National Geographic : 1970 Jul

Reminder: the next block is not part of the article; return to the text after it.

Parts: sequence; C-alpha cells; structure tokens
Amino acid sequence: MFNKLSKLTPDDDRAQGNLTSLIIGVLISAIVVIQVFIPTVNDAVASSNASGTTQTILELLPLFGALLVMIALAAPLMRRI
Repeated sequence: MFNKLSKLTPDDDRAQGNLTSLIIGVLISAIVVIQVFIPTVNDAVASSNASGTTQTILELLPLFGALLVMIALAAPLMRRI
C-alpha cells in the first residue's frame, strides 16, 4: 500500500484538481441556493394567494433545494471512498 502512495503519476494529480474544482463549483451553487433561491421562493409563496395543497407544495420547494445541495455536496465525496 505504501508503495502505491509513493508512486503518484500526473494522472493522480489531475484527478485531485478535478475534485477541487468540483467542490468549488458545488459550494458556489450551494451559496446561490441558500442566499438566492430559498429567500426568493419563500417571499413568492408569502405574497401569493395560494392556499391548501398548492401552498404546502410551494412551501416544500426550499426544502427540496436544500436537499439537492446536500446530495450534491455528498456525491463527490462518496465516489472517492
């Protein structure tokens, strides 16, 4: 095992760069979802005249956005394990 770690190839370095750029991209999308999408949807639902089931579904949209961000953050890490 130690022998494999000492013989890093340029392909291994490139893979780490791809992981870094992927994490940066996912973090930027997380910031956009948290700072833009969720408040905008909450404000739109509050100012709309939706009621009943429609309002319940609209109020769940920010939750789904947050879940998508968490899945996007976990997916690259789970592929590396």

Green meadows in the sea urging, White Mist ran easily, her cutwater chuckling happily through the swells. Sea miles fell one by one into her foaming wake. I sat alone on the bow but was not lonely, for many creatures of the wild waters come to visit a ship on night passage. Porpoises tor pedoed past, leaving ghostly phosphorescent trails. Pale ghosts in the stern light's glow, gulls searched the wake for edibles we might throw over the side. An orange blaze flickered on the eastern horizon. I leaped to my feet, sure it was a ship afire. But it was only the moon rising from the waves, and for the rest of the lovely night it was our bright companion. Port Cartier Trades Ore for Grain Bound for Sept Iles, we paid quick nonstop visits to Pointe aux Anglais and Port Cartier. The name of the former comes from a St. Lawrence tragedy. In 1711, long before Wolfe's victory, a gale NUGGETS OF HOSPITALITY in the fog-swept Gulf of St. Lawrence, the Magdalen Islands gave White Mist's voyagers a welcome pause from the chills and rigors of big-water sailing. French speaking residents of Amherst Island (above) drove eight ships of a British fleet on the Pointe's vicious reefs. Nearly 900 soldiers lost their lives; beneath the dark waters yet lie cannon and the bones of ships. Port Cartier stands as an example of what modern engineers can do. A few years ago a small logging town occupied the site. Then came a crew with explosives and giant ma chines, and, almost overnight, cut a deep harbor from solid rock. Now White Mist cir cled around in the port beside a complex of huge new buildings that serve a uniquely Canadian trade. From the Great Lakes the slab-sided lakers, like those Takis Veliotis builds, come to Port Cartier via the St. Lawrence Seaway laden with grain. The new port's elevators suck out the grain for transfer to ocean-going ships. Glistening iron-ore concentrate brought in by the trainload from a Quebec mine 150 miles inland replaces it in the ships' holds for the run back to the Great Lakes' steel mills.